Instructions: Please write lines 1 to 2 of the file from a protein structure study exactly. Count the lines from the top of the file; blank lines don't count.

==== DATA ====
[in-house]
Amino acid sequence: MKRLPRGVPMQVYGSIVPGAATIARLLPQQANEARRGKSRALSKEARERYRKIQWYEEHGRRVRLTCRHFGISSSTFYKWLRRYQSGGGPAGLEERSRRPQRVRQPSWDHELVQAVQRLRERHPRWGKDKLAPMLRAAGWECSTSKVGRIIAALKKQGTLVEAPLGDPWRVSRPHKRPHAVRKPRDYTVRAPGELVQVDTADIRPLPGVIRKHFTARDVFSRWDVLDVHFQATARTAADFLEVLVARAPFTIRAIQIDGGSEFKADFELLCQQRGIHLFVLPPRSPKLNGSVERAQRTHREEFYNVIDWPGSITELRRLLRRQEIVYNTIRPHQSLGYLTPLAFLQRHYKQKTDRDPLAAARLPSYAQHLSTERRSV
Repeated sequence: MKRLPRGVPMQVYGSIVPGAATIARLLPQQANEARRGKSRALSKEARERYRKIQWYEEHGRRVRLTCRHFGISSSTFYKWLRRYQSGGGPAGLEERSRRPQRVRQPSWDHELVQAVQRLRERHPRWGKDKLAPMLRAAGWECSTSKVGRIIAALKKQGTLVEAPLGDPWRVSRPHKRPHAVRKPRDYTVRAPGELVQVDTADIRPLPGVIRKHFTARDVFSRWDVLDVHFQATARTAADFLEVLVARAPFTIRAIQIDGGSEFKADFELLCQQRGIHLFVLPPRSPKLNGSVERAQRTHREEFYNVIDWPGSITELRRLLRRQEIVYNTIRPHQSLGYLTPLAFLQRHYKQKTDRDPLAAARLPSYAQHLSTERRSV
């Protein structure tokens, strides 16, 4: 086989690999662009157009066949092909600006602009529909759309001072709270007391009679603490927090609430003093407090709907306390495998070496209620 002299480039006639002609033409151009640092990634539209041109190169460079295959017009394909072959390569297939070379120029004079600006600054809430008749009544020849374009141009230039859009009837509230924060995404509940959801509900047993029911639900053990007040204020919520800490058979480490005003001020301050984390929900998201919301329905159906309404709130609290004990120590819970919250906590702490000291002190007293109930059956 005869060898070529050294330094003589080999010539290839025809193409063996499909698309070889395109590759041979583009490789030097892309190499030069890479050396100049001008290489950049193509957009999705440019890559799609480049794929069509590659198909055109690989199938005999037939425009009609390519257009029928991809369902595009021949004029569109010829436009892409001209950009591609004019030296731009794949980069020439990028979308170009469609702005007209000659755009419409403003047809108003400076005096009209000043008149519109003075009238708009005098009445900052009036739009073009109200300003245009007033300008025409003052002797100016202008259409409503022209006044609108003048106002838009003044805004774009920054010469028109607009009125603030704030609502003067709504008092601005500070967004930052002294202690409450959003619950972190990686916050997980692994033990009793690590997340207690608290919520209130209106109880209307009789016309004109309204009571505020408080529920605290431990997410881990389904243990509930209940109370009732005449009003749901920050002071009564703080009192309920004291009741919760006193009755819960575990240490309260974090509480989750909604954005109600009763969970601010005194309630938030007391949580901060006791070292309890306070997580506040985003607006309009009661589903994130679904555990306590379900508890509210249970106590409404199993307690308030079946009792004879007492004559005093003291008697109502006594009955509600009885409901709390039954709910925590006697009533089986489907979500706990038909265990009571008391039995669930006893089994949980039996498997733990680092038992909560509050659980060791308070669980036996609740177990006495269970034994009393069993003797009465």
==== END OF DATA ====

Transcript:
[in-house]
Amino acid sequence: MKRLPRGVPMQVYGSIVPGAATIARLLPQQANEARRGKSRALSKEARERYRKIQWYEEHGRRVRLTCRHFGISSSTFYKWLRRYQSGGGPAGLEERSRRPQRVRQPSWDHELVQAVQRLRERHPRWGKDKLAPMLRAAGWECSTSKVGRIIAALKKQGTLVEAPLGDPWRVSRPHKRPHAVRKPRDYTVRAPGELVQVDTADIRPLPGVIRKHFTARDVFSRWDVLDVHFQATARTAADFLEVLVARAPFTIRAIQIDGGSEFKADFELLCQQRGIHLFVLPPRSPKLNGSVERAQRTHREEFYNVIDWPGSITELRRLLRRQEIVYNTIRPHQSLGYLTPLAFLQRHYKQKTDRDPLAAARLPSYAQHLSTERRSV